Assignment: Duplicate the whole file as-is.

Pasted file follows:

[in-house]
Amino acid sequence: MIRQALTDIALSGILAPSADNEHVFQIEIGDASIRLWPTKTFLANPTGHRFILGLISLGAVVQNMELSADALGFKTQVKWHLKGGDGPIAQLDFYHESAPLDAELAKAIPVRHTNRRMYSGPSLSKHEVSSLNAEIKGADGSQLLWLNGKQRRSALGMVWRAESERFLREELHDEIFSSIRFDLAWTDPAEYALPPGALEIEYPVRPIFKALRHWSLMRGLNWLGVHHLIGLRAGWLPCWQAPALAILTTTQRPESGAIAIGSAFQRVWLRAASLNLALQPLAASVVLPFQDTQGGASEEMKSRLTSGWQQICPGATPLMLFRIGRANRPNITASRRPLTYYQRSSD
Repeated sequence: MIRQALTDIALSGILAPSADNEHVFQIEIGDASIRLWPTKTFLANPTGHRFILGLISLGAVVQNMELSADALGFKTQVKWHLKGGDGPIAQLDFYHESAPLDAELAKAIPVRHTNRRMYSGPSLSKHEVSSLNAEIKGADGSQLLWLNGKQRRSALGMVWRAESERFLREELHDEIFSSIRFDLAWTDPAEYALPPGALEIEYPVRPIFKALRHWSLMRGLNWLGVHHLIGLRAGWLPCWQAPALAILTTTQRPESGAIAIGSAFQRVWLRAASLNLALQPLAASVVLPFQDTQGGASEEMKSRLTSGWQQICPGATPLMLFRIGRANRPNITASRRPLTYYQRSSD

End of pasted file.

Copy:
[in-house]
Amino acid sequence: MIRQALTDIALSGILAPSADNEHVFQIEIGDASIRLWPTKTFLANPTGHRFILGLISLGAVVQNMELSADALGFKTQVKWHLKGGDGPIAQLDFYHESAPLDAELAKAIPVRHTNRRMYSGPSLSKHEVSSLNAEIKGADGSQLLWLNGKQRRSALGMVWRAESERFLREELHDEIFSSIRFDLAWTDPAEYALPPGALEIEYPVRPIFKALRHWSLMRGLNWLGVHHLIGLRAGWLPCWQAPALAILTTTQRPESGAIAIGSAFQRVWLRAASLNLALQPLAASVVLPFQDTQGGASEEMKSRLTSGWQQICPGATPLMLFRIGRANRPNITASRRPLTYYQRSSD
Repeated sequence: MIRQALTDIALSGILAPSADNEHVFQIEIGDASIRLWPTKTFLANPTGHRFILGLISLGAVVQNMELSADALGFKTQVKWHLKGGDGPIAQLDFYHESAPLDAELAKAIPVRHTNRRMYSGPSLSKHEVSSLNAEIKGADGSQLLWLNGKQRRSALGMVWRAESERFLREELHDEIFSSIRFDLAWTDPAEYALPPGALEIEYPVRPIFKALRHWSLMRGLNWLGVHHLIGLRAGWLPCWQAPALAILTTTQRPESGAIAIGSAFQRVWLRAASLNLALQPLAASVVLPFQDTQGGASEEMKSRLTSGWQQICPGATPLMLFRIGRANRPNITASRRPLTYYQRSSD